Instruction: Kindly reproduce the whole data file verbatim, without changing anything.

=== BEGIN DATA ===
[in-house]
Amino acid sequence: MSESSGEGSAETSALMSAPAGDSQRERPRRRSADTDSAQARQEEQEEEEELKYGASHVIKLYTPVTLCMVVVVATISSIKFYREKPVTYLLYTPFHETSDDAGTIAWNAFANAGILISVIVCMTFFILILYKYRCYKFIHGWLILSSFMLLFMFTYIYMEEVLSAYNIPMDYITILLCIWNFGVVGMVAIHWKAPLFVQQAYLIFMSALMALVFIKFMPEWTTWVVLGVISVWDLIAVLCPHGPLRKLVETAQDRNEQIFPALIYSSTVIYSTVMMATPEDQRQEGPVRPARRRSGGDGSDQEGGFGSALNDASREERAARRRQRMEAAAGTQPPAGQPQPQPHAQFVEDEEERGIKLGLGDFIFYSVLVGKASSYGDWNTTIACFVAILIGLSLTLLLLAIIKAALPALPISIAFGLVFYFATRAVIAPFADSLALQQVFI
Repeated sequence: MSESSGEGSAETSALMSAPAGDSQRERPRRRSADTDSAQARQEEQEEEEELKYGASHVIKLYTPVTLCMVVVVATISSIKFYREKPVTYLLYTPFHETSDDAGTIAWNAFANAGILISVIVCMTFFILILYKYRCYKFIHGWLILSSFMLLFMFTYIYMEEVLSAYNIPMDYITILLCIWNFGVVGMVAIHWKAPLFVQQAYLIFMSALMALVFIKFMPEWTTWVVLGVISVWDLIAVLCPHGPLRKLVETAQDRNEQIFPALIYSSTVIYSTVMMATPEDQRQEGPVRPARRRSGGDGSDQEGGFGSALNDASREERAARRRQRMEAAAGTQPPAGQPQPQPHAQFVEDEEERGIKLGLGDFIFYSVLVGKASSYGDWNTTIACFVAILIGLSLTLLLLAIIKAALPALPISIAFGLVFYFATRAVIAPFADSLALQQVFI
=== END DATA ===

[in-house]
Amino acid sequence: MSESSGEGSAETSALMSAPAGDSQRERPRRRSADTDSAQARQEEQEEEEELKYGASHVIKLYTPVTLCMVVVVATISSIKFYREKPVTYLLYTPFHETSDDAGTIAWNAFANAGILISVIVCMTFFILILYKYRCYKFIHGWLILSSFMLLFMFTYIYMEEVLSAYNIPMDYITILLCIWNFGVVGMVAIHWKAPLFVQQAYLIFMSALMALVFIKFMPEWTTWVVLGVISVWDLIAVLCPHGPLRKLVETAQDRNEQIFPALIYSSTVIYSTVMMATPEDQRQEGPVRPARRRSGGDGSDQEGGFGSALNDASREERAARRRQRMEAAAGTQPPAGQPQPQPHAQFVEDEEERGIKLGLGDFIFYSVLVGKASSYGDWNTTIACFVAILIGLSLTLLLLAIIKAALPALPISIAFGLVFYFATRAVIAPFADSLALQQVFI
Repeated sequence: MSESSGEGSAETSALMSAPAGDSQRERPRRRSADTDSAQARQEEQEEEEELKYGASHVIKLYTPVTLCMVVVVATISSIKFYREKPVTYLLYTPFHETSDDAGTIAWNAFANAGILISVIVCMTFFILILYKYRCYKFIHGWLILSSFMLLFMFTYIYMEEVLSAYNIPMDYITILLCIWNFGVVGMVAIHWKAPLFVQQAYLIFMSALMALVFIKFMPEWTTWVVLGVISVWDLIAVLCPHGPLRKLVETAQDRNEQIFPALIYSSTVIYSTVMMATPEDQRQEGPVRPARRRSGGDGSDQEGGFGSALNDASREERAARRRQRMEAAAGTQPPAGQPQPQPHAQFVEDEEERGIKLGLGDFIFYSVLVGKASSYGDWNTTIACFVAILIGLSLTLLLLAIIKAALPALPISIAFGLVFYFATRAVIAPFADSLALQQVFI